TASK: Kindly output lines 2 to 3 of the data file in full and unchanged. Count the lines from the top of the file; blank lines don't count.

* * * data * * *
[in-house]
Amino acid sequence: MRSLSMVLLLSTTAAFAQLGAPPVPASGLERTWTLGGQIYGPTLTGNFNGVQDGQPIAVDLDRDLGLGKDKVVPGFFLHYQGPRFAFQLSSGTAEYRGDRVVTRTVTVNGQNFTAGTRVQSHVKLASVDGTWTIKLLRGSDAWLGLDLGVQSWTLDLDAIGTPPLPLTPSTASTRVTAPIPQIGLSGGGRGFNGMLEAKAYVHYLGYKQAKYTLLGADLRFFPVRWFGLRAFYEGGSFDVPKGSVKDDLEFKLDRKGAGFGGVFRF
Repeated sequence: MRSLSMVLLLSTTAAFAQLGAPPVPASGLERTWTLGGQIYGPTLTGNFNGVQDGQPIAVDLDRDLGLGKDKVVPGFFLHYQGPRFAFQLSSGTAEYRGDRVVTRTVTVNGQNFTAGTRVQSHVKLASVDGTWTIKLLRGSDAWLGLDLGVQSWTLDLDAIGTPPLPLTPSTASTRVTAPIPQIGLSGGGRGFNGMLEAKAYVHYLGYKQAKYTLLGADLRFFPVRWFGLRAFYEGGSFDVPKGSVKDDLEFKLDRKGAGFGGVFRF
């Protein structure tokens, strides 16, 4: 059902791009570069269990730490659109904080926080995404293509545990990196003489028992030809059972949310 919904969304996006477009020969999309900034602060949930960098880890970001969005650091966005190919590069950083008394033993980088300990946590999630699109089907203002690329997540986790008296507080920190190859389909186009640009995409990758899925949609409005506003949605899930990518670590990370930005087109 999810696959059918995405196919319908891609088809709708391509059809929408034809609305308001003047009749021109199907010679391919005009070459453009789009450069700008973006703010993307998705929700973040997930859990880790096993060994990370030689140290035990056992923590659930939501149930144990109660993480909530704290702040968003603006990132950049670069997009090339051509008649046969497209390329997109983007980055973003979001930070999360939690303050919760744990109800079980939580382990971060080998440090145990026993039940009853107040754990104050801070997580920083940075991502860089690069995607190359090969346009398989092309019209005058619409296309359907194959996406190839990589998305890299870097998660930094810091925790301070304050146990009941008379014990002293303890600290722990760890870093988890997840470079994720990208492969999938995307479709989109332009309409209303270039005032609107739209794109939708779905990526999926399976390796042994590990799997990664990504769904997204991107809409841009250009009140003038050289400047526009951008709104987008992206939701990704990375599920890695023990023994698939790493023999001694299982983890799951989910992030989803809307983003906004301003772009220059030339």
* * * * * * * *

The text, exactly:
Amino acid sequence: MRSLSMVLLLSTTAAFAQLGAPPVPASGLERTWTLGGQIYGPTLTGNFNGVQDGQPIAVDLDRDLGLGKDKVVPGFFLHYQGPRFAFQLSSGTAEYRGDRVVTRTVTVNGQNFTAGTRVQSHVKLASVDGTWTIKLLRGSDAWLGLDLGVQSWTLDLDAIGTPPLPLTPSTASTRVTAPIPQIGLSGGGRGFNGMLEAKAYVHYLGYKQAKYTLLGADLRFFPVRWFGLRAFYEGGSFDVPKGSVKDDLEFKLDRKGAGFGGVFRF
Repeated sequence: MRSLSMVLLLSTTAAFAQLGAPPVPASGLERTWTLGGQIYGPTLTGNFNGVQDGQPIAVDLDRDLGLGKDKVVPGFFLHYQGPRFAFQLSSGTAEYRGDRVVTRTVTVNGQNFTAGTRVQSHVKLASVDGTWTIKLLRGSDAWLGLDLGVQSWTLDLDAIGTPPLPLTPSTASTRVTAPIPQIGLSGGGRGFNGMLEAKAYVHYLGYKQAKYTLLGADLRFFPVRWFGLRAFYEGGSFDVPKGSVKDDLEFKLDRKGAGFGGVFRF